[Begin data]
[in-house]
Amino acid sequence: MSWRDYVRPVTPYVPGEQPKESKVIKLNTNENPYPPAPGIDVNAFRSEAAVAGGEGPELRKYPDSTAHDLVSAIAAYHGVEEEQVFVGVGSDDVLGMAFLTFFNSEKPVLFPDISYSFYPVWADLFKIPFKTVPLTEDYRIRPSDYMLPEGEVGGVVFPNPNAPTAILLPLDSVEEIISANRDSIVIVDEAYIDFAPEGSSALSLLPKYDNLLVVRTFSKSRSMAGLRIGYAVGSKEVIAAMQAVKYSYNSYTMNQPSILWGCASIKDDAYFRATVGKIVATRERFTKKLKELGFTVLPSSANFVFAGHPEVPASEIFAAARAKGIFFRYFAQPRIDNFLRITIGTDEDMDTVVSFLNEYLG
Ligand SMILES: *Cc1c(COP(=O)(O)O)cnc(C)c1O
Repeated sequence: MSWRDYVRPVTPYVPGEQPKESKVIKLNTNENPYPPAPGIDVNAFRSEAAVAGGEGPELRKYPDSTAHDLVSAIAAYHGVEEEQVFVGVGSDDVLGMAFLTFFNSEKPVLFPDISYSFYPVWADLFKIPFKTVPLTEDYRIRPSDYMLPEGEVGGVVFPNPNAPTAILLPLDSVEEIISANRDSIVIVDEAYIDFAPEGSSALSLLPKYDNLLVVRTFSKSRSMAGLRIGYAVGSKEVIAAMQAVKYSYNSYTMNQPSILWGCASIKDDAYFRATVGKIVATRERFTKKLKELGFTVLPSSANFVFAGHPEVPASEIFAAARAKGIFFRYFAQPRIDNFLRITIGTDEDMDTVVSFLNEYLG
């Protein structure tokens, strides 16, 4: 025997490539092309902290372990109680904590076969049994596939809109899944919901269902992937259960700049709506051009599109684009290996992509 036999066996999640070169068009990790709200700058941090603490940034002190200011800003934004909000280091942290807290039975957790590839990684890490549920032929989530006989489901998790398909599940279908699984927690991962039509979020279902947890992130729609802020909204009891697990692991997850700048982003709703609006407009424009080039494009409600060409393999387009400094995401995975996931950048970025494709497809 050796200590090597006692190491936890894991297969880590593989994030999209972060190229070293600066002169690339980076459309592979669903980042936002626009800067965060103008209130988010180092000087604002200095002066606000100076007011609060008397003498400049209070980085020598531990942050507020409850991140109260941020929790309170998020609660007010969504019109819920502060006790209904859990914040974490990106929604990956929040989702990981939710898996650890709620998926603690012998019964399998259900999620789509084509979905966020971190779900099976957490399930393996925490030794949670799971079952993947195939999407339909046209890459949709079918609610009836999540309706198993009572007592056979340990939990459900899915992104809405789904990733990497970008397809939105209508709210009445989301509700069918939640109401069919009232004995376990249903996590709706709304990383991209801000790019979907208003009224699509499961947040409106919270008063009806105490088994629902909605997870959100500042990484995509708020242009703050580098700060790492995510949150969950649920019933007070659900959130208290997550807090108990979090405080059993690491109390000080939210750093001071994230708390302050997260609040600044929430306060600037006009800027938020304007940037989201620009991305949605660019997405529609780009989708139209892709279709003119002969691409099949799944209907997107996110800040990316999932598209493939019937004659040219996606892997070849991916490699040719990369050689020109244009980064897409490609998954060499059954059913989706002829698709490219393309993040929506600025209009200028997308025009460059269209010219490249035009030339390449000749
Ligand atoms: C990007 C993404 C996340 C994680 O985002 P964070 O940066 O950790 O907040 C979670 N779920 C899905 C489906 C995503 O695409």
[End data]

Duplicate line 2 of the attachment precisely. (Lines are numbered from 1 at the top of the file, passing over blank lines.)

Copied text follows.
Amino acid sequence: MSWRDYVRPVTPYVPGEQPKESKVIKLNTNENPYPPAPGIDVNAFRSEAAVAGGEGPELRKYPDSTAHDLVSAIAAYHGVEEEQVFVGVGSDDVLGMAFLTFFNSEKPVLFPDISYSFYPVWADLFKIPFKTVPLTEDYRIRPSDYMLPEGEVGGVVFPNPNAPTAILLPLDSVEEIISANRDSIVIVDEAYIDFAPEGSSALSLLPKYDNLLVVRTFSKSRSMAGLRIGYAVGSKEVIAAMQAVKYSYNSYTMNQPSILWGCASIKDDAYFRATVGKIVATRERFTKKLKELGFTVLPSSANFVFAGHPEVPASEIFAAARAKGIFFRYFAQPRIDNFLRITIGTDEDMDTVVSFLNEYLG